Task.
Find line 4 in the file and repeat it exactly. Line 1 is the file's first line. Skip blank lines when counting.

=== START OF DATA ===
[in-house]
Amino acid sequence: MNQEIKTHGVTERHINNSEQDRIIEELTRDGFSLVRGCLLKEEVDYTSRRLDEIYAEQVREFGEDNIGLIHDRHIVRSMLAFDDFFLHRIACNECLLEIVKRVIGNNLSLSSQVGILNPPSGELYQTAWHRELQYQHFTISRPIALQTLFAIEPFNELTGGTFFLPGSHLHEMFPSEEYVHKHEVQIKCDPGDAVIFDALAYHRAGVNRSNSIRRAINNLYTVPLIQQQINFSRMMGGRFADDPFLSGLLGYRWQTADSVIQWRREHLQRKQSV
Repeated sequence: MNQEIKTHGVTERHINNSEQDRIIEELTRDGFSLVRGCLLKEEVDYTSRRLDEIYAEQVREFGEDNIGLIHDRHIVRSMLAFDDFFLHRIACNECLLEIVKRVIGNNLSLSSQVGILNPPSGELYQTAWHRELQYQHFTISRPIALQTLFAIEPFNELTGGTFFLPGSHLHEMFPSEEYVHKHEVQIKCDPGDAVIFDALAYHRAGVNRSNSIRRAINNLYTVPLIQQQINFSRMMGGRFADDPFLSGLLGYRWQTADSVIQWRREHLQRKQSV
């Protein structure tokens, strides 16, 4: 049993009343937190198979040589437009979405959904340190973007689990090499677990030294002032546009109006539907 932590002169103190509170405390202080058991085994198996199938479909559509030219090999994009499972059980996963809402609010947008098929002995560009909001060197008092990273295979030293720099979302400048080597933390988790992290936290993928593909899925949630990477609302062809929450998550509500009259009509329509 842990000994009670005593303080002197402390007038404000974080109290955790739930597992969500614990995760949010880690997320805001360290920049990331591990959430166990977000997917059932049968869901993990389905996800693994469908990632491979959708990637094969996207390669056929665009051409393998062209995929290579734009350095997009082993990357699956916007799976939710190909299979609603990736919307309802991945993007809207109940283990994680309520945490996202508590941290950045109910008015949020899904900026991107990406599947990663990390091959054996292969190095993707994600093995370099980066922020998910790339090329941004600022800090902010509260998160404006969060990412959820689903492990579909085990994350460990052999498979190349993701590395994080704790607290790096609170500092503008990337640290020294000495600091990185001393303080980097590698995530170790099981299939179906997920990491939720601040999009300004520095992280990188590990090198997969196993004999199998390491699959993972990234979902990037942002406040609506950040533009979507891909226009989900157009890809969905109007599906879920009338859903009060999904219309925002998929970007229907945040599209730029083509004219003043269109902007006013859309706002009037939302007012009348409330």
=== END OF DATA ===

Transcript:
């Protein structure tokens, strides 16, 4: 049993009343937190198979040589437009979405959904340190973007689990090499677990030294002032546009109006539907 932590002169103190509170405390202080058991085994198996199938479909559509030219090999994009499972059980996963809402609010947008098929002995560009909001060197008092990273295979030293720099979302400048080597933390988790992290936290993928593909899925949630990477609302062809929450998550509500009259009509329509 842990000994009670005593303080002197402390007038404000974080109290955790739930597992969500614990995760949010880690997320805001360290920049990331591990959430166990977000997917059932049968869901993990389905996800693994469908990632491979959708990637094969996207390669056929665009051409393998062209995929290579734009350095997009082993990357699956916007799976939710190909299979609603990736919307309802991945993007809207109940283990994680309520945490996202508590941290950045109910008015949020899904900026991107990406599947990663990390091959054996292969190095993707994600093995370099980066922020998910790339090329941004600022800090902010509260998160404006969060990412959820689903492990579909085990994350460990052999498979190349993701590395994080704790607290790096609170500092503008990337640290020294000495600091990185001393303080980097590698995530170790099981299939179906997920990491939720601040999009300004520095992280990188590990090198997969196993004999199998390491699959993972990234979902990037942002406040609506950040533009979507891909226009989900157009890809969905109007599906879920009338859903009060999904219309925002998929970007229907945040599209730029083509004219003043269109902007006013859309706002009037939302007012009348409330």